Wells Fargo And Chinese Business In California

In 19th century California Click here to learn about third-party website links, Chinese people comprised about 10 percent of the population Click here to learn about third-party website links. Most worked in the mines, on the railroads, and at agriculture: A few were merchants. While they were all too often subject to prejudice and persecution, Chinese Americans also built strong neighborhoods. In San Francisco, Chinatown Click here to learn about third-party website links became a stable community that continues today.

Letter written in Chinese (click for larger image in a new window)Chinese Americans needed to perform financial transactions—send and receive money, letters and packages. Wells Fargo served them and found their business integral to the company’s success. Wells Fargo had a Chinese interpreter in its San Francisco head office—Tam Tong, 1863-64—and in Sacramento. Wells Fargo’s Letter Express Department enjoyed a large volume of mail. That department in San Francisco employed three Chinese men to sort and deliver mail going to the Chinese community.

In spite of prejudice and violence against Chinese Californians, Wells Fargo welcomed their business. Chinese Americans were a significant portion of the business in some offices—in Folsom, Calif., Click here to learn about third-party website links for instance, a quarter of money transactions involved Chinese customers. In 1875, when Wong Sam produced an English-Chinese Phrase Book to aid communication, he included a list of Wells Fargo offices. Wells Fargo produced bilingual merchant directories in the 1870s and 1880s—the height of the anti-Chinese movement—to promote the economic viability of American Chinese communities. These directories listed merchants in:

Parrott building (click for larger image in a new window)

  • San Francisco (674 businesses)
  • Sacramento (105)
  • Marysville (42)
  • Stockton (57)
  • Oakland (69)
  • San Jose (79)
  • Los Angeles (42)
  • Virginia City, Nev. (7)
  • Portland, Ore. (65)
  • Victoria, British Columbia (44)

These businesses—barbers, boarding houses, butchers, carpenters, bazaars, cigar factories, clam dealers, candy shops, clothing factories, doctors, dry goods, druggists, grocers, jewelers, junk dealers, lanterns, laundries, restaurants, rice stores, tinsmiths, toys, lumber yards—were all potential customers.

Wells Fargo’s head office in San Francisco, the Parrott Building at Montgomery and Sansome streets, had special significance to the Chinese community. In 1852, banker John Parrott Click here to learn about third-party website links imported granite blocks from China for the structure, marked and ready for placement. But Parrott had picked an unlucky site Click here to learn about third-party website links, then refused the demands of Chinese workmen to have the site “exorcised.” Two of California’s largest banks, tenants of the building, subsequently perished in the Panic of 1855 Click here to learn about third-party website links. Wells Fargo weathered the Panic, acquired the building, and invited the Chinese to purify the site. Thus cleansed, Wells Fargo moved into the Parrott Building and became “the bank of the Chinese.” Wells Fargo also managed to acquire the two failed banks!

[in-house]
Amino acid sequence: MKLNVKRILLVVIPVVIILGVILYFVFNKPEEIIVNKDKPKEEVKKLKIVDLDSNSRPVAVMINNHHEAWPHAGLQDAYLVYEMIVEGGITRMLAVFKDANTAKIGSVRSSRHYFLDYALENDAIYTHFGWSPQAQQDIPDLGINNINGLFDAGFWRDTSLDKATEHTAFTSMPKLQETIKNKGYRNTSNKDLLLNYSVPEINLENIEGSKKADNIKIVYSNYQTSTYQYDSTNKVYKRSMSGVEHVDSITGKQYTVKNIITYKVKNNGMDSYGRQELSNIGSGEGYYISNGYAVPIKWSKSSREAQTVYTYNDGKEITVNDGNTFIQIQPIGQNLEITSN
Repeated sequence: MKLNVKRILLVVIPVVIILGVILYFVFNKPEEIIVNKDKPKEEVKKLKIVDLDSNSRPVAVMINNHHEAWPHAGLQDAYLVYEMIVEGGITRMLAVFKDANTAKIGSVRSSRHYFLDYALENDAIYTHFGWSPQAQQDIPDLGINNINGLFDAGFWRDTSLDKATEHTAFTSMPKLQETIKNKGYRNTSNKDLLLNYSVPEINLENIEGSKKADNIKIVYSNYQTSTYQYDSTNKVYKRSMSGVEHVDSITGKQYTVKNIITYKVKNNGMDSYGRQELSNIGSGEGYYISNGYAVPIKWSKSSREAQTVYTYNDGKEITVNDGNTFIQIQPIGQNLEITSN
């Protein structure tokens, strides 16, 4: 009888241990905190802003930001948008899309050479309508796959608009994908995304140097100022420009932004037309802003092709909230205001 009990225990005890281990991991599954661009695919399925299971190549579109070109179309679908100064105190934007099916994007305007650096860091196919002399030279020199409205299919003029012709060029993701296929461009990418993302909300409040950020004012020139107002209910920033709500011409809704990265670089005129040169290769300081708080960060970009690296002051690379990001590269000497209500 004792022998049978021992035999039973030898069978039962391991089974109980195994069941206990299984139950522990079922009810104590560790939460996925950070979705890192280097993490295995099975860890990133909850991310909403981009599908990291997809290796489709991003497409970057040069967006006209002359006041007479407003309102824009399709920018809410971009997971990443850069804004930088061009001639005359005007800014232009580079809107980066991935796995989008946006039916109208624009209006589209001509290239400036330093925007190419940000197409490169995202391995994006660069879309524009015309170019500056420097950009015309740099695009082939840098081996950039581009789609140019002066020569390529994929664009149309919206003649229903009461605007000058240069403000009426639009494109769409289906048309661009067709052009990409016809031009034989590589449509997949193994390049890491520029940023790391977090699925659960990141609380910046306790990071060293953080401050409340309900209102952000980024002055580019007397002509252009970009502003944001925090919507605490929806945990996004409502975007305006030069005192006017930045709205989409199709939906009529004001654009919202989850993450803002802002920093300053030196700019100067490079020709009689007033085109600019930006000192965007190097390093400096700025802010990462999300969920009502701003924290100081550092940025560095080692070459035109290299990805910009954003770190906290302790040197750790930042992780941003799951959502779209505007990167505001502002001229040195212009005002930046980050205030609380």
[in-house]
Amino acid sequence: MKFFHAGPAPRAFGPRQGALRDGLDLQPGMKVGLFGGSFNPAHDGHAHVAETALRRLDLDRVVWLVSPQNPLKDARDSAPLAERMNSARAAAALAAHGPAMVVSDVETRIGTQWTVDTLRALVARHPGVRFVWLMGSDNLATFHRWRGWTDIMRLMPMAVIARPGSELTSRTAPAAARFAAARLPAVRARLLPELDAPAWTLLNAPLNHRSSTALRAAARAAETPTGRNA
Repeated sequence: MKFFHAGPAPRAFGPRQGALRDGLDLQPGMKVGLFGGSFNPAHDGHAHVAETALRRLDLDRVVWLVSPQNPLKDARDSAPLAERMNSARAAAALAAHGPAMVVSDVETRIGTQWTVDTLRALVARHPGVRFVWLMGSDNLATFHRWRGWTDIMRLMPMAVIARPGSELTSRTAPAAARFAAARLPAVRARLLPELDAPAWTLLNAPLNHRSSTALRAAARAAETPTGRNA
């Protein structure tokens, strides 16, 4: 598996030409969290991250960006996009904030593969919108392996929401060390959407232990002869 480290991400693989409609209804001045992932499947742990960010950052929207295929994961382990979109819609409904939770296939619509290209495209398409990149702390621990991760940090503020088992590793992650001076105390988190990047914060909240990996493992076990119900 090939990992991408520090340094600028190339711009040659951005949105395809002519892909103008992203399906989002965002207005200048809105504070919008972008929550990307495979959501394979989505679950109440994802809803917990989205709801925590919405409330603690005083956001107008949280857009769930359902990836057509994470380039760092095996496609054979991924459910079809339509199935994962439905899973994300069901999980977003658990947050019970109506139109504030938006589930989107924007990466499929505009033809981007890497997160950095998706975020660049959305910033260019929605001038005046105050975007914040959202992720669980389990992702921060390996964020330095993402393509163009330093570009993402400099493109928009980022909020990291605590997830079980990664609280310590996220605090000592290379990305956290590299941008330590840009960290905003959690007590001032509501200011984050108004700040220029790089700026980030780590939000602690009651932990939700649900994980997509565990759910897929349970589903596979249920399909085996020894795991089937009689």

This entry was posted in Remember. Bookmark the permalink.

5 Responses to Wells Fargo And Chinese Business In California

  1. Anonymous says:

    Yes, Wells fargo is a great bank, however, some of them are very poor for the service. No liability, with very rude and unprofessional attitude and service. Not reliable, be careful!

  2. Jeremiah says:

    Very nice site, I think it’s great that Wells Fargo is going through their own archives. Great posts, keep up the good work.
    May 16, 2007 09:51 PM

  3. Charles Riggs says:

    Thanks Jeremiah. And not just going through the Archives — we’re showing ‘em off!
    May 17, 2007 11:00 AM

  4. Charles Riggs says:

    Thanks for your interest in the phrase book. Our collection is not generally available for more than research, but there are exceptions. Send me an email at “Feedback” below and we can kick it around.
    June 11, 2007 10:14 AM

  5. LarryC says:

    I am teaching a class on the Chinese in the West at my university this fall. Is there anyway I could get a scan of that whole phrasebook? It would be a great teaching tool!
    June 10, 2007 09:47 PM

Guided By History

Leave a comment

Your email address will not be published.

Your questions and comments really matter to us! We're glad you want to join the conversation and connect with other readers. All we ask is that you keep some simple guidelines in mind:

  • Stay on-topic. Only comments that are related to the subject of the blog entry will be posted.
  • Be respectful. It's okay if you disagree with a post or comment, but please, no personal attacks or offensive language.
  • Maintain your privacy and confidentiality.Please do not provide any of your specific account details or other personal information! If you have immediate service needs, please contact your bank representative or Customer Service.
  • Wells Fargo team members: In the interest of full disclosure, if you are a current employee of or are associated with Wells Fargo, please make note of your affiliation.